Following much preparation, Peter and Lorna are given an address. In the dead of night, they pull off the lonely road and await further instructions. Soon they part with their clothes and belongings. After they shower and clean themselves thoroughly, they are blindfolded and whisked to an undisclosed location, where they descend into a basement. Once downstairs, they perform the complicated handshake and are able to gain entry into the group. With that, the young couple, who have been posing as believers, successfully infiltrate the cult's inner sanctum and meet enigmatic leader Maggie, portrayed by the promising Brit Marling (also cowriter and producer).
What follows is a delicately paced and riveting plunge into a psychological maelstrom of uncertainty and danger. Filmmaker Zal Batmanglij's feature debut crackles with a mesmerizing command of form, offering no easy answers to the elusive search for truth. [Synopsis courtesy of Sundance Film Festival.]
"Sound of My Voice"
Director: Zal Batmanglij
Screenwriter: Zal Batmanglij, Brit Marling
Executive Producer: Eric Richter, Victoria Guenier
Producer: Hans Ritter, Shelley Surpin, Brit Marling
Composer: Rostam Batmanglij
Cinematographer: Rachel Morrison
Editor: Tamara Meem
Production Designer: Scott Enge
Responses courtesy of “Sound of My Voice” director Zal Batmanglij.
Taking filmmaking inspiration from "Return to Oz"
What interested the team about telling a cultish story?
Brit Marling, the co-writer, and I were fascinated (are still fascinated) by the idea of belief. Is the world mundane and ordinary? Are things just randomly happening? Or is there something far deeper and more complex at work? “Sound of My Voice” follows a young couple, who pose as believers in order to gain access into the inner sanctum of a cult. This conceit allowed us to explore all sorts of different avenues of belief. What happens when you pretend to believe? How does the truth surprise you? How do we, the voyeur, become complicit in the cult—in deciding what is and isn’t true?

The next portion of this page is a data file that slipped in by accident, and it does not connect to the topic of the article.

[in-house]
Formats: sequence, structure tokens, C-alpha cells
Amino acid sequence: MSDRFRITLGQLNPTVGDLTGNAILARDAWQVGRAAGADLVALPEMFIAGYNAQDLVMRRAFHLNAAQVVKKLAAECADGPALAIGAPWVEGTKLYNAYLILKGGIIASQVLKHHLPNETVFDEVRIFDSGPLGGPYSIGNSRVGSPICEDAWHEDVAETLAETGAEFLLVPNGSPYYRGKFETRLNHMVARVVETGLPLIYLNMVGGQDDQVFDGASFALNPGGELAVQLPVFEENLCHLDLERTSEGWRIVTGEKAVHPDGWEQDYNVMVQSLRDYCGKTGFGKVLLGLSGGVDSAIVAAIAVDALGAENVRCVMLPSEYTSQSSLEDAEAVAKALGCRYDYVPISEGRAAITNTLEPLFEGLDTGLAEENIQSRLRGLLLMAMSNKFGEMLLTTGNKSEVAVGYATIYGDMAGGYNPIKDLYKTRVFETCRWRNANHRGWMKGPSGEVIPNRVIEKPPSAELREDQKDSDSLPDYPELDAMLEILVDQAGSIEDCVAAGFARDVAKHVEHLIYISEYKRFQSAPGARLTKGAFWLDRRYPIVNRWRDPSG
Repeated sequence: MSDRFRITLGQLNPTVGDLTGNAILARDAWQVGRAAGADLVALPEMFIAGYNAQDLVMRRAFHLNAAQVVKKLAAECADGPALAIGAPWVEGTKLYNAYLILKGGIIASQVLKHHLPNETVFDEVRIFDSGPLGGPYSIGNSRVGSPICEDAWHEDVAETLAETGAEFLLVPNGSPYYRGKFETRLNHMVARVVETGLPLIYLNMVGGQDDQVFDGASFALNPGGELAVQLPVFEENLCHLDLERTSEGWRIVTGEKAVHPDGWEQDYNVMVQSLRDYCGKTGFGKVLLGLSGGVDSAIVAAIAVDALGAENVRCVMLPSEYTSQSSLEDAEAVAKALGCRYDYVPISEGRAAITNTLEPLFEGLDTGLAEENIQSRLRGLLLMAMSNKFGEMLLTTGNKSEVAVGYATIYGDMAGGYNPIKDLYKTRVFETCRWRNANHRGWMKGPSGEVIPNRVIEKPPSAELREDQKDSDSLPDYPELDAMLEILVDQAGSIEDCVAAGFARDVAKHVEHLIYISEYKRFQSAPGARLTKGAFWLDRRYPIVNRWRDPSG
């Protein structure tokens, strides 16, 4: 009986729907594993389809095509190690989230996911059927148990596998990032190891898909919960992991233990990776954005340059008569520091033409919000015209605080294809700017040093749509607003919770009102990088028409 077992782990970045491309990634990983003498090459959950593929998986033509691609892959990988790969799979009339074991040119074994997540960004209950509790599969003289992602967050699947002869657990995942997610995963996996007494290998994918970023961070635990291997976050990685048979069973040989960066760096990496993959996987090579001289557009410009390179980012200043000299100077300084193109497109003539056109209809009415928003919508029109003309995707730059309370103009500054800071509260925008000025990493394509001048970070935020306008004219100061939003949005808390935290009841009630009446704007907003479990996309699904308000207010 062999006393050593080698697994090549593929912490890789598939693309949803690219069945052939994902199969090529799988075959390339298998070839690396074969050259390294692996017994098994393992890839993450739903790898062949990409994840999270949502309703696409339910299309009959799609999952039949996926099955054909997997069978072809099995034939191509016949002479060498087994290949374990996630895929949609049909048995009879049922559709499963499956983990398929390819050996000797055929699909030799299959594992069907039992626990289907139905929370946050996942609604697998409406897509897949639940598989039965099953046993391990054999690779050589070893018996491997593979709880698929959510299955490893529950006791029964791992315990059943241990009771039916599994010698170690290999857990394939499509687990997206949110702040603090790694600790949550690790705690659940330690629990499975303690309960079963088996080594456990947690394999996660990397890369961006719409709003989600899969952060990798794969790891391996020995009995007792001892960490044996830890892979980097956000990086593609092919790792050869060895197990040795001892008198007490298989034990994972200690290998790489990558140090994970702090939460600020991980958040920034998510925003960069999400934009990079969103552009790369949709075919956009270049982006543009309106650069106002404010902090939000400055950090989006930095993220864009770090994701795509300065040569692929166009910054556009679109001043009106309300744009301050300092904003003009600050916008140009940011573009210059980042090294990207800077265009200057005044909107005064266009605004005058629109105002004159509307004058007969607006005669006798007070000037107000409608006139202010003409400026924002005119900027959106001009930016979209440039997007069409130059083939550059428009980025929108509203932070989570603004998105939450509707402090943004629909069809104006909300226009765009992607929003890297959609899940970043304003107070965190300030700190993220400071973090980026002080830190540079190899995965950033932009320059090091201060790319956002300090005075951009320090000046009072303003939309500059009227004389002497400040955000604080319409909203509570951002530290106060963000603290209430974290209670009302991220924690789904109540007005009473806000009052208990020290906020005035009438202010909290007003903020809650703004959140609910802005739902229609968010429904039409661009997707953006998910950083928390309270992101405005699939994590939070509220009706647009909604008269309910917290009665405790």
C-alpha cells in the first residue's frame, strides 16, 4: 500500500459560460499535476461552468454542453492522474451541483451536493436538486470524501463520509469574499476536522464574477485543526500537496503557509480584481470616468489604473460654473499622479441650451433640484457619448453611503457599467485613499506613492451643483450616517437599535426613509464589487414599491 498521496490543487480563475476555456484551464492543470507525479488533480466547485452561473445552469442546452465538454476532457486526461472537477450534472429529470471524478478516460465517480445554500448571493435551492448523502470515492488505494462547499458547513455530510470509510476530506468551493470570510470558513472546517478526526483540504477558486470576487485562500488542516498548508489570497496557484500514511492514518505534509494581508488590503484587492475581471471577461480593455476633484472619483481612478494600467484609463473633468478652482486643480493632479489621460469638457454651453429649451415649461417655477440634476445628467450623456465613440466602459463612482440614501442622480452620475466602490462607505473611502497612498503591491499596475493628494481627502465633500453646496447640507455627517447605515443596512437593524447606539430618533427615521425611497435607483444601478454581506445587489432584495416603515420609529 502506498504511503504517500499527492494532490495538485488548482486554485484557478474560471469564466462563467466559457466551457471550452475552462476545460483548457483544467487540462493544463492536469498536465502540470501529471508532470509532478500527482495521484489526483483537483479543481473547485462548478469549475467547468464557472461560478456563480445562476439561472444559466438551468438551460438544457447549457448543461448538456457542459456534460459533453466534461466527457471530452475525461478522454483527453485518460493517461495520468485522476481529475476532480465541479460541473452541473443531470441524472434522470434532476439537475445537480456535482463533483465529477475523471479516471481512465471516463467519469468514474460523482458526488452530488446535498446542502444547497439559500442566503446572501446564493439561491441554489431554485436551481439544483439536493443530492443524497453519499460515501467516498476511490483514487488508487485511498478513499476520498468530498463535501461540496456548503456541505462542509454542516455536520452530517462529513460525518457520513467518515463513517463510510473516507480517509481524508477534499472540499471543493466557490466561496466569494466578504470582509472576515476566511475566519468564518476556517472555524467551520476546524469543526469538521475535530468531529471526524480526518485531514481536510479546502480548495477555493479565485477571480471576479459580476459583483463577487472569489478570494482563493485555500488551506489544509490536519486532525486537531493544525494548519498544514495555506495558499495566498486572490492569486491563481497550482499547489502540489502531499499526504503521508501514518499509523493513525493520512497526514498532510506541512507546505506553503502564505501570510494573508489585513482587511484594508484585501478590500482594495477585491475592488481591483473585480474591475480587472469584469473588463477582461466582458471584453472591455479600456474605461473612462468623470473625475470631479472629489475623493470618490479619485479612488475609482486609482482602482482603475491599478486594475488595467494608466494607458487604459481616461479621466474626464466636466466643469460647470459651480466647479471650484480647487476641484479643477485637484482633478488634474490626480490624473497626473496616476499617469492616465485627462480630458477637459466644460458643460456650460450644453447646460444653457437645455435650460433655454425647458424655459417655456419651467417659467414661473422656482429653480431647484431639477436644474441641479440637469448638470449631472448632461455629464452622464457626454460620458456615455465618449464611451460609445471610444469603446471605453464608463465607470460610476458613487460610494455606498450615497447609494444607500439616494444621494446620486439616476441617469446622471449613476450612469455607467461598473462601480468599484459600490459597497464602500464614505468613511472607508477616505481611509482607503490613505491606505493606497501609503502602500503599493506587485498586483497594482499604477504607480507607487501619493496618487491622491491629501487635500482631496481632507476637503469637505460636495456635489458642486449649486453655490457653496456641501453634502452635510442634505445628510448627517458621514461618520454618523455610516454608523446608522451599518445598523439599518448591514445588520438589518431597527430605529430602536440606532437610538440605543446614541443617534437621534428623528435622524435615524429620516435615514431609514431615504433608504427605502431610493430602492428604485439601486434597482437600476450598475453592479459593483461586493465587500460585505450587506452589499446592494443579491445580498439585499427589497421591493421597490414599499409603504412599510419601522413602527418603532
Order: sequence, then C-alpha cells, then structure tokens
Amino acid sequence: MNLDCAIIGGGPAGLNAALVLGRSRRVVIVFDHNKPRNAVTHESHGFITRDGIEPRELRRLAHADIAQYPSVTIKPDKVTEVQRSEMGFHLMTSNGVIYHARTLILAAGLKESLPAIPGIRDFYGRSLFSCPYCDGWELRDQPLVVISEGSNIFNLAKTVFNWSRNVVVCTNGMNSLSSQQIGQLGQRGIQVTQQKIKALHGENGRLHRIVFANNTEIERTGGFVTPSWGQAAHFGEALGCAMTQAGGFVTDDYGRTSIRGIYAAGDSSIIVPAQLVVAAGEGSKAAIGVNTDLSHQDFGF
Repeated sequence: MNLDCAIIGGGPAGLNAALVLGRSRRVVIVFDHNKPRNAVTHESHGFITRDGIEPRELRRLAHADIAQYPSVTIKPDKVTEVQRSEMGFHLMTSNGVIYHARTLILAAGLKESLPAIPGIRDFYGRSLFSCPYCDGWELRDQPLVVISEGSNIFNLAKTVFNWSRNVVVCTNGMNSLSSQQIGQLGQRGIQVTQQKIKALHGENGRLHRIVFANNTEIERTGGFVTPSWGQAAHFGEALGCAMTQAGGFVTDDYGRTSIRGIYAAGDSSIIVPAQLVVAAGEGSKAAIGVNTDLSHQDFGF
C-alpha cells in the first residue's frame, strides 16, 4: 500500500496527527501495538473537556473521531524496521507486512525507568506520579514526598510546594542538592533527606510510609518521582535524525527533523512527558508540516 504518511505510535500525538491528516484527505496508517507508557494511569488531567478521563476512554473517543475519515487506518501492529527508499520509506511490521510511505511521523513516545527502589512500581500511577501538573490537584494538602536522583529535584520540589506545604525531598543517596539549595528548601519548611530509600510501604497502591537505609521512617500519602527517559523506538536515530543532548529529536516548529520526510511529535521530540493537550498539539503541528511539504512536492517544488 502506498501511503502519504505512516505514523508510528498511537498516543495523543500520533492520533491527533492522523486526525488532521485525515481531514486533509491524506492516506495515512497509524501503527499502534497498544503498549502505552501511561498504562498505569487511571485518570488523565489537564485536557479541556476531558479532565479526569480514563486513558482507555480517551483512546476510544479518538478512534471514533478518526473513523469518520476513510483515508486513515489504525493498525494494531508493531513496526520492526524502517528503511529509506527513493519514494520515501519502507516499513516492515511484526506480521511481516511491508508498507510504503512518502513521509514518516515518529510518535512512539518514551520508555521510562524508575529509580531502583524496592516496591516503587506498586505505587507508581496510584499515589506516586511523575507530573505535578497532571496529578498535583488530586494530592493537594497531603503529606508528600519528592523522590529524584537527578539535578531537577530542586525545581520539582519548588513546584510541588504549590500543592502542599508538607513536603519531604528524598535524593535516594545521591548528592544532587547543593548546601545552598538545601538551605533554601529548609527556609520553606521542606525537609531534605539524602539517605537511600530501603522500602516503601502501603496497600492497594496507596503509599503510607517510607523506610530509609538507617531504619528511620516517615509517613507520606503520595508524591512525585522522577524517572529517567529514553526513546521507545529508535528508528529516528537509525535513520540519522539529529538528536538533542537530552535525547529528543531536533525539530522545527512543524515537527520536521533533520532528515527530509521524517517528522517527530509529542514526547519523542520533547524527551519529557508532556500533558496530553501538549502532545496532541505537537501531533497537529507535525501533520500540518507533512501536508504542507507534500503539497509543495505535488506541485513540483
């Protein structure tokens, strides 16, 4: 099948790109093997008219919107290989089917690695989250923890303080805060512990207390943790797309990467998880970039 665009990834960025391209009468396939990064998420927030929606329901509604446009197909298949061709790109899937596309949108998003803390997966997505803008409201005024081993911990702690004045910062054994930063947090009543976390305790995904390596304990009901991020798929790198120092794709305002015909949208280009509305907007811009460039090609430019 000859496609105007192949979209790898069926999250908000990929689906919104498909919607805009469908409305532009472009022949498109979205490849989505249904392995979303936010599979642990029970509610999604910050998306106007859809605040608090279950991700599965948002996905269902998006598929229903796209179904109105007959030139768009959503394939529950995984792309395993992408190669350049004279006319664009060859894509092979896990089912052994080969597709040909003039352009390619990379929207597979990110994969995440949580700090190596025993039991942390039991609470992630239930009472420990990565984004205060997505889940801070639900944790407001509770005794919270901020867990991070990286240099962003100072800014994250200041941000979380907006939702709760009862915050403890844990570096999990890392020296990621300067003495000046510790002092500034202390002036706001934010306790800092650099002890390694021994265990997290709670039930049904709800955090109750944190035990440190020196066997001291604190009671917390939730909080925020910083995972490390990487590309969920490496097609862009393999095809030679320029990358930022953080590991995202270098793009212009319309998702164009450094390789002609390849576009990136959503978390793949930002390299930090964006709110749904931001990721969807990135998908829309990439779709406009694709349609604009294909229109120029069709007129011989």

Being optimistic about low-budget filmmaking...
Low budgets are liberating. Movies reflect real life. And real life happens all around us, all the time. And itʼs free. Since we were shooting on an SLR with a small crew we could make a lot of movie magic by blending the real with the imagined.
Problem solving is key...
For a scene on an airplane I was excited by the creative challenge of capturing it cinematically on a micro-budget. So I came up with the idea just buying three tickets on Virgin America—one for the actor, one for the cinematographer and one for me. We flew from LAX to SFO and then back again an hour later. Got some sick footage that feels real because it is real.
Translating your vision to a project that an audience will cling to...
Getting people to see things how you see things is difficult. After the first year I started to doubt whether I was seeing things properly myself. Then I realized that if I wanted to get our project made, I would have to clearly communicate not only the visual approach but also the micro-budget execution of that approach.
Fellow filmmakers, be prepared!
Producers would say that we couldnʼt have 19 speaking parts and 11 locations on such a shoe-string budget. And instead of getting frustrated, I would say here is how I propose to do it—step by step and in detail.
On unleashing his personal movie onto the public...
We tried to capture a certain time in our lives when we wrote “Sound of My Voice”—mood, place, the questions we were wrestling with. Hopefully some people will connect with that, will understand what we were trying to communicate. I feel like we bottled our contradicting feelings/emotions/questions and have thrown that bottle out to sea. Iʼm just glad someone will be opening the bottle—who knows how it will taste to them? Maybe itʼll have an interesting or lasting taste. That would be good.
Brit and I have been researching and writing a movie about anarchists. We hope to shoot it this summer.